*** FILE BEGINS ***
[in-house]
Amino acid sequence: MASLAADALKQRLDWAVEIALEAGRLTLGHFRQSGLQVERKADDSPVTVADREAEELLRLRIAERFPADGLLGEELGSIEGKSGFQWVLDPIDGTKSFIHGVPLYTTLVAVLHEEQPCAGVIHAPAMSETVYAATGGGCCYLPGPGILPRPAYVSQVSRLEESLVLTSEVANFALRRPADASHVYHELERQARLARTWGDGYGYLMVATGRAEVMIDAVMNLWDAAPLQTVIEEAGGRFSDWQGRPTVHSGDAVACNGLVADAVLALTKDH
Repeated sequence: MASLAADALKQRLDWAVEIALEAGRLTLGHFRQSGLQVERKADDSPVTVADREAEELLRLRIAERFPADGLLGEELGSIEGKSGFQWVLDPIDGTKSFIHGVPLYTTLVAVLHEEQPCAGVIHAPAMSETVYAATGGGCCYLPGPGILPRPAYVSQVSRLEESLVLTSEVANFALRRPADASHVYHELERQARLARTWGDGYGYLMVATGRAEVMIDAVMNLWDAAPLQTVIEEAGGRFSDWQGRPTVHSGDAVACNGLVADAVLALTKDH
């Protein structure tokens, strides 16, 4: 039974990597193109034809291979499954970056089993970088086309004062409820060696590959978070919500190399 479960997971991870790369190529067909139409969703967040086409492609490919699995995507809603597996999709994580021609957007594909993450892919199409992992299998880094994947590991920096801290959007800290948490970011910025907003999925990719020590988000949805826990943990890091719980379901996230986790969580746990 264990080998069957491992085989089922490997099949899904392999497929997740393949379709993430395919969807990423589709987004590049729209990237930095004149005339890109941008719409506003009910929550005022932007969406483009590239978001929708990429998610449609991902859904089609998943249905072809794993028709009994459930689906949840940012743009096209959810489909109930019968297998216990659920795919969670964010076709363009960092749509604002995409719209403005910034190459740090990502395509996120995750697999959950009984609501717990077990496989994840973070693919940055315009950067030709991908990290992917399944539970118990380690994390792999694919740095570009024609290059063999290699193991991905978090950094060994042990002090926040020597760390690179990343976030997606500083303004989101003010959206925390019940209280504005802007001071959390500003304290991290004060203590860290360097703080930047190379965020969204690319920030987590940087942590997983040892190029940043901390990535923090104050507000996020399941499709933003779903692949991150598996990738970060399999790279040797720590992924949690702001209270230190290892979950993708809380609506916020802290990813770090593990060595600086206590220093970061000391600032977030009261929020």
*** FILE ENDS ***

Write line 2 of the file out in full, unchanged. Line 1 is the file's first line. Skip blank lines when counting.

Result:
Amino acid sequence: MASLAADALKQRLDWAVEIALEAGRLTLGHFRQSGLQVERKADDSPVTVADREAEELLRLRIAERFPADGLLGEELGSIEGKSGFQWVLDPIDGTKSFIHGVPLYTTLVAVLHEEQPCAGVIHAPAMSETVYAATGGGCCYLPGPGILPRPAYVSQVSRLEESLVLTSEVANFALRRPADASHVYHELERQARLARTWGDGYGYLMVATGRAEVMIDAVMNLWDAAPLQTVIEEAGGRFSDWQGRPTVHSGDAVACNGLVADAVLALTKDH